This view shows enzymes only for those organisms listed below, in the list of taxa known to possess the pathway. If an enzyme name is shown in bold, there is experimental evidence for this enzymatic activity.
Synonyms: nicotinamide adenine dinucleotide biosynthesis
|Superclasses:||Biosynthesis → Cofactors, Prosthetic Groups, Electron Carriers Biosynthesis → NAD Metabolism → NAD Biosynthesis|
Some taxa known to possess this pathway include
Nicotinamide adenine dinucleotide (NAD) and its phosphorylated derivative, nicotinamide adenine dinucleotide phosphate (NADP) are two of the most important coenzymes in redox reactions in the cell. Generally, NAD is involved in catabolic reactions, while NADP is involved in anabolic reactions. Because of the positive charge on the nitrogen atom in the nicotinamide ring, the oxidized forms of these compounds are often depicted as NAD+ and NADP+, respectively.
Most oxidation reactions in cells are accomplished by the removal of hydrogen atoms. In reactions where NAD or NADP participate, two hydrogen atoms are typically removed from the substrate. During the reduction of NAD+ (or NADP+) the molecule acquires two electrons and one proton, while the second proton is released into the medium. Thus a typical reaction involving NAD is in the form:
NAD+ + 2H -> NADH + H+
Additional roles for NAD in the cell have been suggested, including involvement in transcriptional regulation, longevity, and age-associated diseases. In yeast, it has been shown that NAD affects longevity and transcriptional silencing through the regulation of the Sir2p family of NAD-dependent deacetylases [Lin03, Lin04].
NAD is synthesised via two major pathways in both prokaryotic and eukaryotic systems; the de novo pathway, and the salvage pathway.
About This Pathway
As a general rule, most prokaryotes utilize the aspartate de novo pathway, in which the nicotinate moiety of NAD is synthesized from aspartate (see NAD biosynthesis I (from aspartate)). In eukaryotes, the de novo pathway starts with tryptophan (this pathway).
The role of tryptophan as a precursor in eukaryotic NAD biosynthesis was first suggested by nutritional studies in which humans stricken with pellagra, a nicotinamide (niacine) deficiency disease, recovered after the addition of tryptophan or niacin to their diets [Krehl45]. Other studies established tryptophan as a precursor of NAD in many animal and plant systems [Foster80]. This pathway is closely related to the catabolic pathway of tryptophan (L-tryptophan degradation I (via anthranilate)), suggesting an evolutionary link between the two.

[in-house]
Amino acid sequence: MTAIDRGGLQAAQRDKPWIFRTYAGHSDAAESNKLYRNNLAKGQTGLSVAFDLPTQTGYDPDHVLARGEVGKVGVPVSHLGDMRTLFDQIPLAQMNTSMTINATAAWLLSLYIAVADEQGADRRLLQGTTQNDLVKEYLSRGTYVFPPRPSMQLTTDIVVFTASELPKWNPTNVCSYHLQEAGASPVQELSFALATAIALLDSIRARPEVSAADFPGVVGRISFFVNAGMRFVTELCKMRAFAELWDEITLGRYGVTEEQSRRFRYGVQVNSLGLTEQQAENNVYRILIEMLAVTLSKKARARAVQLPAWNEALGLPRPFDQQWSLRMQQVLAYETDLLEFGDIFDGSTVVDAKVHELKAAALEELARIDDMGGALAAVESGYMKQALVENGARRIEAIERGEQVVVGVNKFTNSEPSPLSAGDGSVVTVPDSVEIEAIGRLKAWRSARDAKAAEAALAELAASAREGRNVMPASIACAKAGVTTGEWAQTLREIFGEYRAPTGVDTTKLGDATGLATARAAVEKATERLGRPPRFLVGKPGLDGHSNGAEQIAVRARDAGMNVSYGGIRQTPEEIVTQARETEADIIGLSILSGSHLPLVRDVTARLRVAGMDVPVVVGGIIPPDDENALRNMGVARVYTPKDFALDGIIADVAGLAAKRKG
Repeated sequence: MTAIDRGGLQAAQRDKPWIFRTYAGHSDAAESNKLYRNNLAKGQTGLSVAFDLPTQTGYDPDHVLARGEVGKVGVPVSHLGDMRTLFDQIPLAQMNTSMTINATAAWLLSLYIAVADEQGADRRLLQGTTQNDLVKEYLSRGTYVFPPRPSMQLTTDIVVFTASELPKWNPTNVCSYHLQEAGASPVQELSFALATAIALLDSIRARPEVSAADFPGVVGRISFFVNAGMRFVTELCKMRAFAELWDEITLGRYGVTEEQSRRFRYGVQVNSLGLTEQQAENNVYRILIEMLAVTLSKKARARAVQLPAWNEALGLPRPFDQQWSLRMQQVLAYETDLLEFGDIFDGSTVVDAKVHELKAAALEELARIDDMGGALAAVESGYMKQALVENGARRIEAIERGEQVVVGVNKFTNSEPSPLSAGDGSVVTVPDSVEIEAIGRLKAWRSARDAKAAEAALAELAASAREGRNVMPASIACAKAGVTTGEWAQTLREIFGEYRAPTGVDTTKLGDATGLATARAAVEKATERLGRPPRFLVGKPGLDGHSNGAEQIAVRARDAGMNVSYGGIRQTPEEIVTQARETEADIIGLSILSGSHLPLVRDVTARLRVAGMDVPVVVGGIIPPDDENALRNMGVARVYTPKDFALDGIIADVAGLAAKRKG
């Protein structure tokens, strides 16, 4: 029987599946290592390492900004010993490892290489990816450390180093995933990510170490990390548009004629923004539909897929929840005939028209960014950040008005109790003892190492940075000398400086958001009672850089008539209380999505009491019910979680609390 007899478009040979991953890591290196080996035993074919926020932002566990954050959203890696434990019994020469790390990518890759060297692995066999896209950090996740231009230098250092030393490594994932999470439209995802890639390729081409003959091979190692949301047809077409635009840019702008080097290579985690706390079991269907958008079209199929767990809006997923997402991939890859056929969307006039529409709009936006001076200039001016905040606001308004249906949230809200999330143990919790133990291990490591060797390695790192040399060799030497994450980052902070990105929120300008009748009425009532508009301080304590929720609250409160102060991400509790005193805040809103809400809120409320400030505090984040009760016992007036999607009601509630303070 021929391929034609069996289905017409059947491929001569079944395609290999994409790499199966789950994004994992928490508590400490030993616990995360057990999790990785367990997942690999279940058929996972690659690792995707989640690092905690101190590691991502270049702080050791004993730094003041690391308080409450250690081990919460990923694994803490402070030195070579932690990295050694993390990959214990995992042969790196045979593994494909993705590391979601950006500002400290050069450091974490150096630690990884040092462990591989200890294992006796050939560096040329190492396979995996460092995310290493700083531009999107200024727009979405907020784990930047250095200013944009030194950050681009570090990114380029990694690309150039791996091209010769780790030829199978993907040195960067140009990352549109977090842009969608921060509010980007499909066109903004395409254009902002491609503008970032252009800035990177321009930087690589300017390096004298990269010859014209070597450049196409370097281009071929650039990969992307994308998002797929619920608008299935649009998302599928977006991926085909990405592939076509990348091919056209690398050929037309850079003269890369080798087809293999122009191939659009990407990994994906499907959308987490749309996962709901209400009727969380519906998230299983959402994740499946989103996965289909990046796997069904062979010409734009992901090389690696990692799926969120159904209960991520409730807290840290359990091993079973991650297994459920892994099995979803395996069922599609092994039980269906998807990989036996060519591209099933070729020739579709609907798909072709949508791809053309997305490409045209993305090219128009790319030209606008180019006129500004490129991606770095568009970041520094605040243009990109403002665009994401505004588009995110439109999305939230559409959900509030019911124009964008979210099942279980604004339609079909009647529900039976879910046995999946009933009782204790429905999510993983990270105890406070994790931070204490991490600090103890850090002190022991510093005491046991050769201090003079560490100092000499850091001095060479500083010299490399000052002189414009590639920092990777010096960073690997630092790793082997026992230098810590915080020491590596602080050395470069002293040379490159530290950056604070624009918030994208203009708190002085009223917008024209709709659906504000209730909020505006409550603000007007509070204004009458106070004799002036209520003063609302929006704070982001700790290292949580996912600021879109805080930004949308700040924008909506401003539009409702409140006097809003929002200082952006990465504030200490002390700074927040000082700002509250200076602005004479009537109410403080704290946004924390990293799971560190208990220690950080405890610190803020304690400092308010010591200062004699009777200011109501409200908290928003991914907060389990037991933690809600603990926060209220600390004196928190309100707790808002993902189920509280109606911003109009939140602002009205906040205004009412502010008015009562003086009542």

Though rare, the synthesis of NAD from tryptophan in prokaryotes has been observed in several organisms. Wilson and Henderson reported that Xanthomonas arboricola pv. pruni requires niacin for growth and can use tryptophan or 3-hydroxyanthranilic acid as a substitute [Wilson63]. Some members of the Actinomycete group were also reported to utilize tryptophan for NAD biosynthesis [Lingens64].
Recent studies based on comparative genome analysis have identified the five genes involved in the "eukaryotic" pathway in several bacterial strains, confirming that some bacteria may indeed utilize this pathway rather than the aspartate pathway [Kurnasov03].
In yeast, the de novo pathway consists of six enzymatic steps (catalyzed by the products of the BNA genes) and one non-enzymatic reaction. After the last enzymatic reaction (catalyzed by Bna6p), the de novo pathway converges with the salvage pathway [Panozzo02].
In plants current evidence strongly supports the NAD biosynthetic route from L-aspartate (NAD biosynthesis I (from aspartate)). However, the finding of gene homologs encoding enzymes of the early steps in the kynurenine pathway (this pathway) in the genome sequence of rice (Oryza sativa) does not rule out this pathway in monocotyledones and remains to be further investigated [Katoh06] [Katoh04].